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Knowledge is power: The more intelligence a business has about its customers, the better it can customize and personalize engagements with them, resulting in higher CX ratings.
The competitive edge that businesses glean from earning top customer ratings is driving many to design 360-degree customer views using AI. Various software applications and cloud-based services using AI can develop a complete picture of each customer.
The information contained in a 360-degree view also supports customer health scores, which 43.6% of organizations now calculate, according the Nemertes Research's "Intelligent Customer Engagement 2019-20" study of 518 organizations.
Customer health score
Customer health scores are numeric scores -- 1 to 10 or a traditional 100% grading system -- or letter grades (A, B, C, D, F) that indicate problems or opportunities with customers. Companies can focus on a few key metrics or use machine learning to track and evaluate hundreds of them. The goal is to show -- through component or roll-up scores -- whether customers are about to leave, whether they may be ready for a purchase or whether they are satisfied with a company, among other details.
Achieving accuracy in those scores depends on a well-thought-out set of metrics and associated scores, accurate data collection, and insightful analysis. Depending on the size of a company, AI and automation may be the only way such scores can happen due to the volume of customer activities. Data gathered for the 360-degree customer view using AI can feed into the customer health score and also help agents know where to focus during interactions.
360-degree view defined
Customer data helps agents deliver a better interaction. It also helps CX leaders analyzing broader customer trends, feedback and characteristics to shift messaging, product development or go-to-market strategies. However, the more practical, day-to-day use of 360-degree customer data resides with contact center agents.
Organizations may have a single definition of their 360-degree customer view that they use companywide, or they may customize each view, depending on products, global regions or type of service they're addressing.
Here are some typical components to the 360-degree view:
Customer history. Using CRM tools -- and some supporting apps, such as support ticket apps and loyalty program management apps -- agents can view all outreach to customers and notes from actual interactions. For example, this data provides context when a customer is aggravated at calling for the fifth time with no resolution to the same problem. Or, it can show something as simple as the customer's credit limit prior to suggesting they buy a new product line.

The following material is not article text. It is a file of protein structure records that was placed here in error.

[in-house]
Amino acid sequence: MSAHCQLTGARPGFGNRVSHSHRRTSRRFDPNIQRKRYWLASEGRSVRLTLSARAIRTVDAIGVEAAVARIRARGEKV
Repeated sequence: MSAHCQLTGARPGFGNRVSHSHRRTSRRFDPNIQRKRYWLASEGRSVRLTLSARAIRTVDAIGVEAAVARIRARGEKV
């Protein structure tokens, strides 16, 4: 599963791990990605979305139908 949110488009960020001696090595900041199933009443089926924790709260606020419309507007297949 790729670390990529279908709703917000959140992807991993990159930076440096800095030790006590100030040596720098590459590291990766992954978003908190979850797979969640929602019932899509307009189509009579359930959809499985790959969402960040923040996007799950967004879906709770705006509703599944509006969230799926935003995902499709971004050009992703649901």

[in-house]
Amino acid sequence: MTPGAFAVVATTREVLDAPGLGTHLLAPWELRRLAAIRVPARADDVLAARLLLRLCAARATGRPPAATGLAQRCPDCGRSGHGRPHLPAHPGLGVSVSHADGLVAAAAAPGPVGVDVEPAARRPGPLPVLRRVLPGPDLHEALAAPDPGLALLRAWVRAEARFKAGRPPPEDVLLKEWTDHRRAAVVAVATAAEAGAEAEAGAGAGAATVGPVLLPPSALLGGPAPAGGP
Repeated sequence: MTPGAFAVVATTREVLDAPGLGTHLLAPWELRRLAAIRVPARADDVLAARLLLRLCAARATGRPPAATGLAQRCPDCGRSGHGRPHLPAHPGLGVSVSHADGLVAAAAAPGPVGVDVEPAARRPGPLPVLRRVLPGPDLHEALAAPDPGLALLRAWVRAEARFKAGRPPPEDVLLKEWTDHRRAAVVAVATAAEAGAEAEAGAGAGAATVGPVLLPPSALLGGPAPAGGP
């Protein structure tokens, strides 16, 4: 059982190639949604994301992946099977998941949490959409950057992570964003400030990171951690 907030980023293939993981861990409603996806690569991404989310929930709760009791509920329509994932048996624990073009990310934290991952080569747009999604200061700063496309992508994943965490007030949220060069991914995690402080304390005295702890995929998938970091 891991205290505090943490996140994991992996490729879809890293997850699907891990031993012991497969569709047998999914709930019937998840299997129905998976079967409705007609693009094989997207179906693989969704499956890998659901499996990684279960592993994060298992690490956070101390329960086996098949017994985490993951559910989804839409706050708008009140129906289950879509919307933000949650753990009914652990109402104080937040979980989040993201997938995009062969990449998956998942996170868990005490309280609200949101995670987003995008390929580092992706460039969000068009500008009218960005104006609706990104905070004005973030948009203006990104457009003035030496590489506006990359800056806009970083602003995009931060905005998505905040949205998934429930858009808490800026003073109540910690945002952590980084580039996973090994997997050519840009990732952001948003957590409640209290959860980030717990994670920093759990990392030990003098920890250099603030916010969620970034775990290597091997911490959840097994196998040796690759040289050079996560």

Customer feedback. This is a large part of the 360-degree customer view and the customer health score. Companies use survey tools, customer engagement apps, natural language processing (NLP) and analytics tools to gather and interpret structured and unstructured feedback. After any customer interaction, 67.6% of organizations send out surveys that include net promoter scores, customer effort scores and internally developed surveys. Businesses may also ask for open-ended comments.
At the same time, customers may rate companies on third-party sites -- such as Hotels.com, OpenTable, Yelp and TripAdvisor -- with both structured data and unstructured, open-ended comments. Business can combine all of this feedback into a 360-degree customer view using AI-enabled analytics tools, including NLP, to translate and interpret unstructured feedback. Agents can see how individual customers rated past interactions for a specific call. Or, CX leaders can regularly review trends and details behind structured ratings, while drilling down into open-ended comment summaries with sample comments that showcase common complaints or compliments.
Customer loyalty. By understanding customers' loyalty to the company, agents can offer extra benefits or offer membership into their loyalty programs. The agent can review profiles in CRM history or customer engagement management software to determine factors such as length of time as a customer, responsiveness to proactive discounts, loyalty program membership or reference history.
Customer background. It's also helpful to know something about each customer's background. For example, socioeconomic status informs agents what clients can afford or for what programs they qualify. Moreover, social software that tracks customers' digital footprints is useful. For example, AI-enabled intelligent routing may send customers with more social media followers to specifically trained agents, or they may simply get priority over others.
Inventory visibility. By having visibility into real-time inventory status, agents can recommend products without the embarrassment of having a customer agree to a purchase, only to discover the product isn't in stock. In addition to inventory software, organizations are starting to use predictive analytics tools. They consider the customer's purchase history, other similar customers' purchasing patterns and myriad external factors that could influence a product recommendation.
Gathering customer data is vital to delivering consistently excellent customer service. But data alone won't do the trick. Analysis of that data, along with authority to act upon that analysis, is what successful companies are doing to continuously improve the customer experience.